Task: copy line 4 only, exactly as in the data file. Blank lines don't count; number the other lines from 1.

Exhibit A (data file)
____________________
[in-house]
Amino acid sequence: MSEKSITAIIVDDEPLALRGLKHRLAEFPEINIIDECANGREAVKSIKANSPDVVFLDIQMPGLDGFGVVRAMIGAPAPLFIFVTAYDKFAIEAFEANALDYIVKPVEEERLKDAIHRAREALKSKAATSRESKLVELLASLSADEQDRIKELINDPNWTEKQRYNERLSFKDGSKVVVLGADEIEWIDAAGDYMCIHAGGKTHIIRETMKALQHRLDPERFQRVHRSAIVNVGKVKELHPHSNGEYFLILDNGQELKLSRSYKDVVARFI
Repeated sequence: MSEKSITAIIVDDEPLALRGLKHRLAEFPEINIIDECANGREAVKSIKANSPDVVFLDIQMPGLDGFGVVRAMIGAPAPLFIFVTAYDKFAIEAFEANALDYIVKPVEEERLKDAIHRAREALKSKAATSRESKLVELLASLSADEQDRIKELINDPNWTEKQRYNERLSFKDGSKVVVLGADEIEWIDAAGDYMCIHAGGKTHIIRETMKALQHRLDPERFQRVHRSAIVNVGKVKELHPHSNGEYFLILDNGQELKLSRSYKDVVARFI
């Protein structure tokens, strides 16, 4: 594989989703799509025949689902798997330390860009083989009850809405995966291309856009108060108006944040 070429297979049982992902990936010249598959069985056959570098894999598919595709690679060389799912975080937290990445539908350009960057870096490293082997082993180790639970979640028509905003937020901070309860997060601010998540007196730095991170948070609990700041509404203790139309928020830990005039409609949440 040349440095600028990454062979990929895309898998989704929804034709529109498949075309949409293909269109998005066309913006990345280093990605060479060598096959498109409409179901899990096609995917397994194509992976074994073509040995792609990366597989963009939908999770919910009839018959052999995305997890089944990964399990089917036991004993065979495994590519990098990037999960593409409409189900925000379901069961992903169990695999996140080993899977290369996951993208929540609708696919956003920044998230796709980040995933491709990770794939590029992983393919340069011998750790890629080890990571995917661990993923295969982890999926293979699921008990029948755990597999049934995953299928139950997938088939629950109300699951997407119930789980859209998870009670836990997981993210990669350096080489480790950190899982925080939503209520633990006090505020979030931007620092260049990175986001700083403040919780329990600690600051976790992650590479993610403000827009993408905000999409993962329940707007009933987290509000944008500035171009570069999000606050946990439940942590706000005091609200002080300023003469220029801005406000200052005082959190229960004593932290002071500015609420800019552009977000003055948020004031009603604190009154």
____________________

């Protein structure tokens, strides 16, 4: 594989989703799509025949689902798997330390860009083989009850809405995966291309856009108060108006944040 070429297979049982992902990936010249598959069985056959570098894999598919595709690679060389799912975080937290990445539908350009960057870096490293082997082993180790639970979640028509905003937020901070309860997060601010998540007196730095991170948070609990700041509404203790139309928020830990005039409609949440 040349440095600028990454062979990929895309898998989704929804034709529109498949075309949409293909269109998005066309913006990345280093990605060479060598096959498109409409179901899990096609995917397994194509992976074994073509040995792609990366597989963009939908999770919910009839018959052999995305997890089944990964399990089917036991004993065979495994590519990098990037999960593409409409189900925000379901069961992903169990695999996140080993899977290369996951993208929540609708696919956003920044998230796709980040995933491709990770794939590029992983393919340069011998750790890629080890990571995917661990993923295969982890999926293979699921008990029948755990597999049934995953299928139950997938088939629950109300699951997407119930789980859209998870009670836990997981993210990669350096080489480790950190899982925080939503209520633990006090505020979030931007620092260049990175986001700083403040919780329990600690600051976790992650590479993610403000827009993408905000999409993962329940707007009933987290509000944008500035171009570069999000606050946990439940942590706000005091609200002080300023003469220029801005406000200052005082959190229960004593932290002071500015609420800019552009977000003055948020004031009603604190009154």